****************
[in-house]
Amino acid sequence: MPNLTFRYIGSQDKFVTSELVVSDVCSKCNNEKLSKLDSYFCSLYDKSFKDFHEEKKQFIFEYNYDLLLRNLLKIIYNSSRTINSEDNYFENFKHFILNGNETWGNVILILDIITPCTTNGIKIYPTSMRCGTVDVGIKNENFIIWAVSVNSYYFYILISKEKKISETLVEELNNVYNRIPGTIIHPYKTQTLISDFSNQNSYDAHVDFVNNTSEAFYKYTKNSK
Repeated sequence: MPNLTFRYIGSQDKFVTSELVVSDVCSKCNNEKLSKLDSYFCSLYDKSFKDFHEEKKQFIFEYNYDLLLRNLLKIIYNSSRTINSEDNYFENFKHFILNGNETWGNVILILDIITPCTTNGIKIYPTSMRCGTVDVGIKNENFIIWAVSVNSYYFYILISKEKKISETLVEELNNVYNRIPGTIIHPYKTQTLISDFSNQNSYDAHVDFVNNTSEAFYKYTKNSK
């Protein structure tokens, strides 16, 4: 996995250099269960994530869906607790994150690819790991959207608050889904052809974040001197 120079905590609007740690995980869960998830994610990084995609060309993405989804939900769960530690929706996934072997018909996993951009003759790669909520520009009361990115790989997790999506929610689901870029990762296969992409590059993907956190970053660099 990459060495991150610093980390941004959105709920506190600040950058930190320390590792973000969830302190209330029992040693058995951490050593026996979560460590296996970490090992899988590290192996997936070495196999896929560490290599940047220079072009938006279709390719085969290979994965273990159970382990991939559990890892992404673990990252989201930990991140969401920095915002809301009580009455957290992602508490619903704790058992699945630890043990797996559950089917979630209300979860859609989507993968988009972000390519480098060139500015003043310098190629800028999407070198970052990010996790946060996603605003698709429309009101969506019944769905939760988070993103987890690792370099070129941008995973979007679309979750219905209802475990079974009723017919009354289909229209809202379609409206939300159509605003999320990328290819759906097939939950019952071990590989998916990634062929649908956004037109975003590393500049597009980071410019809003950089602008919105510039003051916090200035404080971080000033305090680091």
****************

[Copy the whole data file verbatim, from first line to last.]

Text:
[in-house]
Amino acid sequence: MPNLTFRYIGSQDKFVTSELVVSDVCSKCNNEKLSKLDSYFCSLYDKSFKDFHEEKKQFIFEYNYDLLLRNLLKIIYNSSRTINSEDNYFENFKHFILNGNETWGNVILILDIITPCTTNGIKIYPTSMRCGTVDVGIKNENFIIWAVSVNSYYFYILISKEKKISETLVEELNNVYNRIPGTIIHPYKTQTLISDFSNQNSYDAHVDFVNNTSEAFYKYTKNSK
Repeated sequence: MPNLTFRYIGSQDKFVTSELVVSDVCSKCNNEKLSKLDSYFCSLYDKSFKDFHEEKKQFIFEYNYDLLLRNLLKIIYNSSRTINSEDNYFENFKHFILNGNETWGNVILILDIITPCTTNGIKIYPTSMRCGTVDVGIKNENFIIWAVSVNSYYFYILISKEKKISETLVEELNNVYNRIPGTIIHPYKTQTLISDFSNQNSYDAHVDFVNNTSEAFYKYTKNSK
């Protein structure tokens, strides 16, 4: 996995250099269960994530869906607790994150690819790991959207608050889904052809974040001197 120079905590609007740690995980869960998830994610990084995609060309993405989804939900769960530690929706996934072997018909996993951009003759790669909520520009009361990115790989997790999506929610689901870029990762296969992409590059993907956190970053660099 990459060495991150610093980390941004959105709920506190600040950058930190320390590792973000969830302190209330029992040693058995951490050593026996979560460590296996970490090992899988590290192996997936070495196999896929560490290599940047220079072009938006279709390719085969290979994965273990159970382990991939559990890892992404673990990252989201930990991140969401920095915002809301009580009455957290992602508490619903704790058992699945630890043990797996559950089917979630209300979860859609989507993968988009972000390519480098060139500015003043310098190629800028999407070198970052990010996790946060996603605003698709429309009101969506019944769905939760988070993103987890690792370099070129941008995973979007679309979750219905209802475990079974009723017919009354289909229209809202379609409206939300159509605003999320990328290819759906097939939950019952071990590989998916990634062929649908956004037109975003590393500049597009980071410019809003950089602008919105510039003051916090200035404080971080000033305090680091």